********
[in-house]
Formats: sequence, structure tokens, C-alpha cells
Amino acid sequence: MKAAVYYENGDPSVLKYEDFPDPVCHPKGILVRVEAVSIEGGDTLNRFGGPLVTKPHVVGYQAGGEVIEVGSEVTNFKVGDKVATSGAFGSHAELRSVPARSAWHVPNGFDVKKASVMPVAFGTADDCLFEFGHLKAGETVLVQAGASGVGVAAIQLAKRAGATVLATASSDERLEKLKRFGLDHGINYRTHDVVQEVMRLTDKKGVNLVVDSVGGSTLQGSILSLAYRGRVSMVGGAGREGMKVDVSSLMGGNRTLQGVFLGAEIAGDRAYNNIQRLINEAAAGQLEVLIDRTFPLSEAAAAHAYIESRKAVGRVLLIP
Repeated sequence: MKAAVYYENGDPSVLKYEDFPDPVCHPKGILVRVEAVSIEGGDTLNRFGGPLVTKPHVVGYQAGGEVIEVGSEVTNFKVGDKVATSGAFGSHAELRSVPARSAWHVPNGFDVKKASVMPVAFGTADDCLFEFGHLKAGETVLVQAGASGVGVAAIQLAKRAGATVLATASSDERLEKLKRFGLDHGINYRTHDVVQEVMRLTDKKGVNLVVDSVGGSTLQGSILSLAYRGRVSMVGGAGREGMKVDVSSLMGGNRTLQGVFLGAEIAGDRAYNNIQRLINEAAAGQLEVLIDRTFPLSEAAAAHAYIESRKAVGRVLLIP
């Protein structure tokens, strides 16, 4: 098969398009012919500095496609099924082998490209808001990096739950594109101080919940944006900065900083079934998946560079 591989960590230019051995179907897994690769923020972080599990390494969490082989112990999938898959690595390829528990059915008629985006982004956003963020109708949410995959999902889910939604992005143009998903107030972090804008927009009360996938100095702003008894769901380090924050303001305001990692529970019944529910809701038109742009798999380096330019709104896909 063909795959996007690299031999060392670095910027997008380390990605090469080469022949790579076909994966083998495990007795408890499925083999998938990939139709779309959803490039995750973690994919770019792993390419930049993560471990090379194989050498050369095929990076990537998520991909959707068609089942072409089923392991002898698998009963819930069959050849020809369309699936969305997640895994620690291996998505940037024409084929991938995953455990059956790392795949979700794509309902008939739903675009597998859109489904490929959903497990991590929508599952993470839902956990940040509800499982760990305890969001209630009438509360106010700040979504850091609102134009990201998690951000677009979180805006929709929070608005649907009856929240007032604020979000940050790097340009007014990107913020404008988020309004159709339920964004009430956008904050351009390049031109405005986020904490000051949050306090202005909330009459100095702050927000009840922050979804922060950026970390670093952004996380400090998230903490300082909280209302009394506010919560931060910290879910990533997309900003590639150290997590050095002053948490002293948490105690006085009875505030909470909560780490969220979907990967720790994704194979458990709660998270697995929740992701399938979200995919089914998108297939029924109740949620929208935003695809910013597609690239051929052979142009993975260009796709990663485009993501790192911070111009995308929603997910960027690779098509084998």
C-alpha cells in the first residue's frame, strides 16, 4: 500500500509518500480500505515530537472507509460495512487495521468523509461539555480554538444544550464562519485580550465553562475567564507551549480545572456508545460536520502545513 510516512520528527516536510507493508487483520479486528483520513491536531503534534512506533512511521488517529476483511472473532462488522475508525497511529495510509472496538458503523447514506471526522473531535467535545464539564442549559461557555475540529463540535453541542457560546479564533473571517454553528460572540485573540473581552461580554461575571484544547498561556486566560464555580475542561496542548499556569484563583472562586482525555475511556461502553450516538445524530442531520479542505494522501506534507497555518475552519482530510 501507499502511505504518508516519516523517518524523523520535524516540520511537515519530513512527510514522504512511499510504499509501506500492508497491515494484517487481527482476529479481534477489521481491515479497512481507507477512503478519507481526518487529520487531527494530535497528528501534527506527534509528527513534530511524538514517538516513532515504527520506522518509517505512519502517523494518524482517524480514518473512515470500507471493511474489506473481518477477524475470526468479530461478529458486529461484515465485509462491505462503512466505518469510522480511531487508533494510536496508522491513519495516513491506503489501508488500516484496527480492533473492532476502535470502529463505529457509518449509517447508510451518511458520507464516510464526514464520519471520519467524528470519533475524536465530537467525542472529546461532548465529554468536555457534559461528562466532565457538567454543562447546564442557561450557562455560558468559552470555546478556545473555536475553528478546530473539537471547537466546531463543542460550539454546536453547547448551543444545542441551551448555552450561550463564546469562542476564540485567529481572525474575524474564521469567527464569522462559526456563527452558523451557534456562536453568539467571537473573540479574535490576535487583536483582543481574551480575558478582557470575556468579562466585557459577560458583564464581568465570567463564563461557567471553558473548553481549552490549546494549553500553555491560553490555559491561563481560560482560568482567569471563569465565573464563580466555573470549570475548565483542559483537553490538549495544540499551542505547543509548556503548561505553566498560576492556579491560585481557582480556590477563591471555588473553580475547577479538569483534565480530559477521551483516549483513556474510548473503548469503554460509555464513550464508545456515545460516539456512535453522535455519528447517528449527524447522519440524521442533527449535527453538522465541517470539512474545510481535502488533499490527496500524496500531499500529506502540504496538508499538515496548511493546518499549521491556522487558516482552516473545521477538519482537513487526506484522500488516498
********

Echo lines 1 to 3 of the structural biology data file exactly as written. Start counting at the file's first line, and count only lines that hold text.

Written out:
[in-house]
Formats: sequence, structure tokens, C-alpha cells
Amino acid sequence: MKAAVYYENGDPSVLKYEDFPDPVCHPKGILVRVEAVSIEGGDTLNRFGGPLVTKPHVVGYQAGGEVIEVGSEVTNFKVGDKVATSGAFGSHAELRSVPARSAWHVPNGFDVKKASVMPVAFGTADDCLFEFGHLKAGETVLVQAGASGVGVAAIQLAKRAGATVLATASSDERLEKLKRFGLDHGINYRTHDVVQEVMRLTDKKGVNLVVDSVGGSTLQGSILSLAYRGRVSMVGGAGREGMKVDVSSLMGGNRTLQGVFLGAEIAGDRAYNNIQRLINEAAAGQLEVLIDRTFPLSEAAAAHAYIESRKAVGRVLLIP